# What is the demonstration of the variance of the difference of two dependent variables?

I know that the variance of the difference of two independent variables is the sum of variances, and I can prove it. I want to know where the covariance goes in the other case.

When $X$ and $Y$ are dependent variables with covariance $\mathrm{Cov}[X,Y] = \mathrm{E}[(X-\mathrm{E}[X])(Y-\mathrm{E}[Y])]$, then the variance of their difference is given by $$\mathrm{Var}[X-Y] = \mathrm{Var}[X] + \mathrm{Var}[Y] - 2 \mathrm{Cov}[X,Y]$$ This is mentioned among the basic properties of variance on http://en.wikipedia.org/wiki/Variance. If $X$ and $Y$ happen to be uncorrelated (which is a fortiori the case when they are independent), then their covariance is zero and we have $$\mathrm{Var}[X-Y] = \mathrm{Var}[X] + \mathrm{Var}[Y]$$

Let $X$ and $Y$ be two random variables. We want to show that $Var[X-Y]=Var[X]+Var[Y]-2\times Cov[X,Y]$.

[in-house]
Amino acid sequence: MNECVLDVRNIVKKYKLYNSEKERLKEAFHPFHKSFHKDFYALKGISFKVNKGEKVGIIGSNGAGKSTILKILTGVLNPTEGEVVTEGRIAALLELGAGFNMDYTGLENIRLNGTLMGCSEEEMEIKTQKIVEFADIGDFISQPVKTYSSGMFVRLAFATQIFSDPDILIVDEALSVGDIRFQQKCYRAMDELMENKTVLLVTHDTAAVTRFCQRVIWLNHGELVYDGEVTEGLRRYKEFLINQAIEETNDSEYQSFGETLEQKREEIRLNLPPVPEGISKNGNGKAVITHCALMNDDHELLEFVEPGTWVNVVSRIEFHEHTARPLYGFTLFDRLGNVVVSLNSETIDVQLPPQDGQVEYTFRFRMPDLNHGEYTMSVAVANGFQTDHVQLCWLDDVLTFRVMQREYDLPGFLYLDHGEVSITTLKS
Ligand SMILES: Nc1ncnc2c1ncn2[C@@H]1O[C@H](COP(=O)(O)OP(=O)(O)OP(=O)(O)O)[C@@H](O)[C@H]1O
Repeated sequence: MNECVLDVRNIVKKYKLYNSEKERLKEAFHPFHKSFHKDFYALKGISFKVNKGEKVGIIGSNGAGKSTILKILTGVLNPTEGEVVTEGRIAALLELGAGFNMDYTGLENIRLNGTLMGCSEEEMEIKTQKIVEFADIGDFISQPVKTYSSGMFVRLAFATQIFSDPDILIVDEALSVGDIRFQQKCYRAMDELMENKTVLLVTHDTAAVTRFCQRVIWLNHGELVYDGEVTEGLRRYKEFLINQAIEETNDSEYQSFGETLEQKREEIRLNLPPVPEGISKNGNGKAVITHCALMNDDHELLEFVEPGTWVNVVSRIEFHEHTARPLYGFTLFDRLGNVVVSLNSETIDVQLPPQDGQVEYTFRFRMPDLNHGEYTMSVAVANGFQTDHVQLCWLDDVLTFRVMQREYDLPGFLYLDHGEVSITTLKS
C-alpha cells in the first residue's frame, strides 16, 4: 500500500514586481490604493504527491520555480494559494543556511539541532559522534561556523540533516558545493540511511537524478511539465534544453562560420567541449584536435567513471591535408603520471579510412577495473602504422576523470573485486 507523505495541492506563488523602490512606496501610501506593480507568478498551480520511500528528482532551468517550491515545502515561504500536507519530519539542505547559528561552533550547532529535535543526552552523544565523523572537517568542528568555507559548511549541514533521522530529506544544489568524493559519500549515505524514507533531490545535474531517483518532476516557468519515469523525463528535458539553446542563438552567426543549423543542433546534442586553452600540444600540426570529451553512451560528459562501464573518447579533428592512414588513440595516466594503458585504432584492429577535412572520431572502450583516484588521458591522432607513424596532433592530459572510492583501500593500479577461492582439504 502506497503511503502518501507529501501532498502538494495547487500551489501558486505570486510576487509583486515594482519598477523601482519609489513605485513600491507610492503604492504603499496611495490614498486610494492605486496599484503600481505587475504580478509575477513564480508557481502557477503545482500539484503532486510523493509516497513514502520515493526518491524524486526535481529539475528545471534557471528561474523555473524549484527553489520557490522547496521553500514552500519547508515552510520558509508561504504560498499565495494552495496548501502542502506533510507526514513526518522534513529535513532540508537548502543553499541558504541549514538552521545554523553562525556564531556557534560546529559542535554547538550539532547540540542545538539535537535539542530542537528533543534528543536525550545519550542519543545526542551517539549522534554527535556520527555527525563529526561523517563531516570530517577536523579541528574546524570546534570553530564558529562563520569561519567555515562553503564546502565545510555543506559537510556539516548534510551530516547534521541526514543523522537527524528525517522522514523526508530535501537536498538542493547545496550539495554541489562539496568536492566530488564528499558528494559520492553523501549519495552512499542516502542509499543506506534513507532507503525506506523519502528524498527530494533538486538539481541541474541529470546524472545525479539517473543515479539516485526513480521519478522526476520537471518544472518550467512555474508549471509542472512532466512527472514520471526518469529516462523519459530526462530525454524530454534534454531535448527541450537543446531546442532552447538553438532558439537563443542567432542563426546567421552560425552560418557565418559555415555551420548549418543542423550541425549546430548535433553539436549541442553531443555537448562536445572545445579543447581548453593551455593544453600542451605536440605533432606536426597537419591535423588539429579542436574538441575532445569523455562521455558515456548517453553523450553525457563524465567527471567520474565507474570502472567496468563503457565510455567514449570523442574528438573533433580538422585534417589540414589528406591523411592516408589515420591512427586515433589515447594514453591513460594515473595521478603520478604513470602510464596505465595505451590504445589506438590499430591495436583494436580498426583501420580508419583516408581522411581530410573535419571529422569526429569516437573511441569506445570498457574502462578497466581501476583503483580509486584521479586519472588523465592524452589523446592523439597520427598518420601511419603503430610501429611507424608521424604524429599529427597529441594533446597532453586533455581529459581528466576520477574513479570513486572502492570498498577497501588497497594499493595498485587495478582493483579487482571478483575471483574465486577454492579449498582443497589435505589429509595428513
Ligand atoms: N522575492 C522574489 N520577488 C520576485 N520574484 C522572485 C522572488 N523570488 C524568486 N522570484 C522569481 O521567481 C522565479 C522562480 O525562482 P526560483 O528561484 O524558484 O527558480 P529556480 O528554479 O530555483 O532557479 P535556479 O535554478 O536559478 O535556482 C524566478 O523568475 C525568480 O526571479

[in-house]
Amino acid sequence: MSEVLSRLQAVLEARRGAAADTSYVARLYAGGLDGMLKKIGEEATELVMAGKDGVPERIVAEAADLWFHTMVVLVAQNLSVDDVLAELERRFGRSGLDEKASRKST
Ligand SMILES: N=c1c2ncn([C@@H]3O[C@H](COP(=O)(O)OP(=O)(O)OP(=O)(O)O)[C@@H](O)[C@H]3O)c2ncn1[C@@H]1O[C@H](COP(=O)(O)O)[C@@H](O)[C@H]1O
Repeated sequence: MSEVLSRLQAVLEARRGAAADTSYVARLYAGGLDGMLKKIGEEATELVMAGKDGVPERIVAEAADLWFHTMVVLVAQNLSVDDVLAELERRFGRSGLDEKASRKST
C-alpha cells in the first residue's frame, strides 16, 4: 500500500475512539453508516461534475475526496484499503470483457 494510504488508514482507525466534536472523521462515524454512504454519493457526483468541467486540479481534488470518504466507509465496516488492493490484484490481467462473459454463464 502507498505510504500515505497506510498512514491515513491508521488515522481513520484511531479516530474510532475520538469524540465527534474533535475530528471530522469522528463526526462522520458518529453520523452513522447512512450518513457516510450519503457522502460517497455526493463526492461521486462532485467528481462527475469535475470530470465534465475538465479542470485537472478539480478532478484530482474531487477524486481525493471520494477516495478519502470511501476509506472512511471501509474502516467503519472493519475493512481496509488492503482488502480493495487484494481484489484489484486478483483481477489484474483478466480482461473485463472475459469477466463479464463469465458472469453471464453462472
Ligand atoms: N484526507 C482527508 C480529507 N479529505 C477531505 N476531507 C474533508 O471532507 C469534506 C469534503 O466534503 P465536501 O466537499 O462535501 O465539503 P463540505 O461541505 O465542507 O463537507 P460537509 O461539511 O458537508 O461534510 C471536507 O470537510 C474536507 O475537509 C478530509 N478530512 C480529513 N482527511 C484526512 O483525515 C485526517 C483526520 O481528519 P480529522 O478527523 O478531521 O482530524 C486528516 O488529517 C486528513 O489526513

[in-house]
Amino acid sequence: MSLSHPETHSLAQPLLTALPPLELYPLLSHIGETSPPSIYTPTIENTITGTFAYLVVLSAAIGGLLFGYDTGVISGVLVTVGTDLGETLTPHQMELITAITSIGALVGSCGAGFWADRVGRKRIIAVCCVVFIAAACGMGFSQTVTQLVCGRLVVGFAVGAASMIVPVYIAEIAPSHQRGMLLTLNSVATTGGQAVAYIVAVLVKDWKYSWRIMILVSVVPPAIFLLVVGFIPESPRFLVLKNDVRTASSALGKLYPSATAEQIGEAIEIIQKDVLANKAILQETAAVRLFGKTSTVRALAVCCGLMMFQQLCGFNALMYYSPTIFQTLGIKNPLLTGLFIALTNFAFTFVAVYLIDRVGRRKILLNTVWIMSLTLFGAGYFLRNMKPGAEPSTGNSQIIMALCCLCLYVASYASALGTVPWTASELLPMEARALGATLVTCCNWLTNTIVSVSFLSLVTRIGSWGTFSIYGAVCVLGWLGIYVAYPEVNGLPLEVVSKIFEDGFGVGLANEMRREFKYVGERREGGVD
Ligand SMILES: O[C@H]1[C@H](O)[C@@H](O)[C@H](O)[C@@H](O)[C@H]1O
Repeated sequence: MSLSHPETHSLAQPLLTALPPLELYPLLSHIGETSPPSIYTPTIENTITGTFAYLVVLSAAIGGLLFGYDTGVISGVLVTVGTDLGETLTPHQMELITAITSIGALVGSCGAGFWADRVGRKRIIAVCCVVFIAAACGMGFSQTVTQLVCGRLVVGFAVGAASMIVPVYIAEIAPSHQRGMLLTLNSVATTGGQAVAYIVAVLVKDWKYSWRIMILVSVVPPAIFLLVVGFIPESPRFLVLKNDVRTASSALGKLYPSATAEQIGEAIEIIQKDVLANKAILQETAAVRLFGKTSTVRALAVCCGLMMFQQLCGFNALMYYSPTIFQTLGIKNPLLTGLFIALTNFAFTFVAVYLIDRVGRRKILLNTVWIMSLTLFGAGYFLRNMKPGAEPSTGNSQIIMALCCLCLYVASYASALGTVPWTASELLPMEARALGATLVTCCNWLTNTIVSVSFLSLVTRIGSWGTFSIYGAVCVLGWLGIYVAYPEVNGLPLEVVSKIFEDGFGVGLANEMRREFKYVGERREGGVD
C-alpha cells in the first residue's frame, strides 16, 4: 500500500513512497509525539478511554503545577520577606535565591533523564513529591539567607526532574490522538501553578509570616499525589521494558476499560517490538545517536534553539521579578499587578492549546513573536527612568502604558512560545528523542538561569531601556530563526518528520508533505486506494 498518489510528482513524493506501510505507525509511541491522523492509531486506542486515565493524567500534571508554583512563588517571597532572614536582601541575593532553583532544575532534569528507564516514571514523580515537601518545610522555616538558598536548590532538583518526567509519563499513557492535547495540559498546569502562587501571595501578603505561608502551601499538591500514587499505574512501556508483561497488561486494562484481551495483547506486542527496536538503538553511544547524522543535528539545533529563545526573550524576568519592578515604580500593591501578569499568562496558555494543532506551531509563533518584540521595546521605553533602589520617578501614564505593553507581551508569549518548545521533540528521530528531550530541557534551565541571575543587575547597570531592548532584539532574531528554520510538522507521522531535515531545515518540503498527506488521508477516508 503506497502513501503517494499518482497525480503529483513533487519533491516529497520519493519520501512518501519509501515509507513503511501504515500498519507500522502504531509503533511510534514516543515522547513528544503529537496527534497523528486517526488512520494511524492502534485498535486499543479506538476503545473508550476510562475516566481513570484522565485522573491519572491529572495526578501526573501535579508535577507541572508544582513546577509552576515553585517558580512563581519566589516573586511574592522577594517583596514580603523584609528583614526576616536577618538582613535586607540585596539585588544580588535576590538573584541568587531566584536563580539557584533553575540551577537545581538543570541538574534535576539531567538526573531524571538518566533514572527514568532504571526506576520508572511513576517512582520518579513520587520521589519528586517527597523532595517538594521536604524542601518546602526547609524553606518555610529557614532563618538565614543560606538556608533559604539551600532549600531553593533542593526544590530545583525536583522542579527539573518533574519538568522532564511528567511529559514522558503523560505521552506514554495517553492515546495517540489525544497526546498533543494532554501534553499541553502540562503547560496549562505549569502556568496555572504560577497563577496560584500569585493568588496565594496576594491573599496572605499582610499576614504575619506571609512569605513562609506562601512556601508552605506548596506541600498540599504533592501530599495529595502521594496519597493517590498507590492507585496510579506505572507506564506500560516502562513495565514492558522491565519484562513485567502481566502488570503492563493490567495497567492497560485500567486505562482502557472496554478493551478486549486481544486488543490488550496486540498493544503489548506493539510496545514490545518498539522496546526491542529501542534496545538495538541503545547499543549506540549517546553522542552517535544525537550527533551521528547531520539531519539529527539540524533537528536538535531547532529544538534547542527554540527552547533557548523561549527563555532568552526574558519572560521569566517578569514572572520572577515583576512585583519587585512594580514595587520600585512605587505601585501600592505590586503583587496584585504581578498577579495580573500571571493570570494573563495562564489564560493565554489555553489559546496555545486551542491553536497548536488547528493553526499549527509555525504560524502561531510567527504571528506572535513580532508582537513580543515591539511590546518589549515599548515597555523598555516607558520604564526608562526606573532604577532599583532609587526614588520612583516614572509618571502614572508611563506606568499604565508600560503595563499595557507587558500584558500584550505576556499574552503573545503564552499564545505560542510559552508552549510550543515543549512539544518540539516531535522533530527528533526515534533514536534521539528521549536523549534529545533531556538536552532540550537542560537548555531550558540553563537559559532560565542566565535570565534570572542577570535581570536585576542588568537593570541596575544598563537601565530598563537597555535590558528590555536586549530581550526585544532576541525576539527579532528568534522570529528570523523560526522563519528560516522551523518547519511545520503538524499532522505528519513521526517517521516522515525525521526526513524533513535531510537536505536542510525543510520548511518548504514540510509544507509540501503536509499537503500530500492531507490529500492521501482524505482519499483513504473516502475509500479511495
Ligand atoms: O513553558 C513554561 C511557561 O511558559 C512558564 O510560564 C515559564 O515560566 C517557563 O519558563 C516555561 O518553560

Let's define $Z:=-Y$, so we have: $Var[X-Y]=Var[X+Z]=Var[X]+Var[Z]+2\times Cov[X,Z]$.

$Var[Z] = Var[-Y] = Var[Y]$, since $Var[\alpha Y] = \alpha^2 Var[Y]\enspace \forall \alpha \in \mathbb{R}.$

We also have $Cov[X,Z] = Cov[X,-Y] = -Cov[X,Y]$, because $Cov(X,\beta Y) = \beta Cov(X,Y)\enspace \forall \beta \in \mathbb{R}$.

Putting all pieces together, we have $Var[X-Y]=Var[X]+Var[Y]-2\times Cov[X,Y]$.

The general formula for two random variables $$X$$ and $$Y$$, and constants $$a$$, $$b$$ is:

$$\text{Var}(aX + bY) = a^2\text{Var}(X) + b^2\text{Var}(Y) + 2ab\text{Cov}(X, Y)$$

With $$a=1$$ and $$b=-1$$, this gives $$\text{Var}(X -Y) = \text{Var}(X) + \text{Var}(Y) - 2\text{Cov}(X, Y).$$